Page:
By HOLLY McCRAY
Now well into their senior years, the couple always has lived in the modest frame house in southern Oklahoma. They had been so proud to pay off the mortgage. Yet in retirement, their fixed income falls short against ever-rising living expenses. They face health challenges.
Every day brings decisions about money. They know they still should carry home insurance, but it costs so much to live. Do they pay for medicine or insurance?
Then weeks of rain in May brought flooding, water rising from below and pouring in when wind ripped away aged shingles. A Good Samaritan helped patch the roof temporarily.
There is neither insurance nor savings or strength for the elderly couple to make repairs on their own. Embarrassed, they rationalize that someone else surely needs help more than they do.
Summer heat triggers mold growth due to the waterlogged flooring. The roof begins leaking when the patch gives way.
The calendar rolls into autumn.
Hope has arrived in this season.
Grant funds totaling $1 million have been awarded to Oklahoma United Methodist Disaster Response Ministry from UMCOR*, the denomination’s agency for emergency aid and humanitarian relief. Oklahoma will add $250,000 from its disaster response fund, said Richard Norman, who is coordinator of the Conference’s Disaster Response Ministry.
The goal is to repair 500 homes that were damaged in May.
Luke Pratt sees firsthand the poor living conditions for many disaster victims. "To begin with, they’re living hand-to-mouth. A disaster seems like just one more tragedy in a life full of tragedy," he said.
Pratt is the ministry’s construction and volunteer management supervisor. He’s eager to sign up volunteer teams to work on homes, because that will make the $1.25 million go further.
"We can leverage so much more with a volunteer team," he said. Hiring contractors can triple expenses, he has observed.
Volunteers deployed in the state by Oklahoma UM Disaster Response have served 6,632 hours since March, reported Chad Detwiler, when heavy rains flooded homes in the Tulsa area. Their service equates to $142,256.40 in labor value.
In early November Pratt was excited to report that 150-200 people already have signed up to volunteer in spring. They include students from Oklahoma’s campus ministries and groups from out of state.
Pratt also needs workers in January and February. People are needed now, too.
"Volunteers for this are the most crucial, even with all this money," said Rev. Norman.
"We try to get to the most vulnerable people first. The elderly are the ones I really worry about."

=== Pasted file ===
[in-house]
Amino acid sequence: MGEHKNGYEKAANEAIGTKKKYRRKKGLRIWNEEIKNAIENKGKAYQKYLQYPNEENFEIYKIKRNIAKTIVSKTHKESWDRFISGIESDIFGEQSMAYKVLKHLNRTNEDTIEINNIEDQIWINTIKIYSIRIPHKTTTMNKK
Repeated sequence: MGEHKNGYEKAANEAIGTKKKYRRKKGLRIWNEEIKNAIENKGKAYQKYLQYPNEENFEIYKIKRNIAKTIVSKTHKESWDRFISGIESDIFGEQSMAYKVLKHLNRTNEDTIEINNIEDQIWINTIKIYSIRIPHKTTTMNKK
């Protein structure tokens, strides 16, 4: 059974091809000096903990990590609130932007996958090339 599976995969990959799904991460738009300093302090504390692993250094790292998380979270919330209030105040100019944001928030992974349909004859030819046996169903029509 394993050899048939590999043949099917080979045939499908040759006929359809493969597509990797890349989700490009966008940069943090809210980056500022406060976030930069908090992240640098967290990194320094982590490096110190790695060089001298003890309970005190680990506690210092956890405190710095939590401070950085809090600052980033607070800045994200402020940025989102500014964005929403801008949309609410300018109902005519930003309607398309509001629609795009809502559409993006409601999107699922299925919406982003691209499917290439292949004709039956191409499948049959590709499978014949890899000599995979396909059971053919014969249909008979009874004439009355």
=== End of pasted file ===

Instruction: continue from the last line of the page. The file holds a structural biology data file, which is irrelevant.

In addition to UMCOR, Norman expressed gratitude for other Oklahoma partners in the ongoing recovery work. Catholic Charities, Habitat for Humanity, and Rebuilding Together are among them.
Three long-term community recovery committees are active at this time. Pastor Paul McDowell of Kingston UMC leads the committee in south-central Oklahoma. Two other committees oversee needs in Grady County and in central Oklahoma.
Moore-First UMC continues to provide space for a UM volunteer deployment center. Karen Mangano coordinates that segment of the response.
"Sometimes it’s the invisible disasters that really require the greatest funding," said Greg Forrester, head of UMCOR U.S. Disaster Response. "For the families affected, the impact lasts a lot longer than the news cycle."
Oklahoma’s disaster response ministry was just concluding long-term recovery work after the 2013 tornadoes when this year’s flooding occurred.
"The tornadoes in Moore attracted a lot of funding because the damage was so visible," Forrester said. "That’s more difficult with flooding. The water comes up, does its worst, and then goes away.
"A lot of the destruction is inside the home; you don’t see it from the street."
Norman said the federal government designated 45 of Oklahoma’s 77 counties as disaster areas after the flooding.
He’s "very pleased" for UMCOR’s help. "Because of this Conference’s commitment (to disaster response ministry) and our ability to have construction/volunteer/case management pieces" in place, UMCOR knows the most vulnerable people will get help, he said. — Linda Unger, a senior writer for GBGM, contributed to this story.
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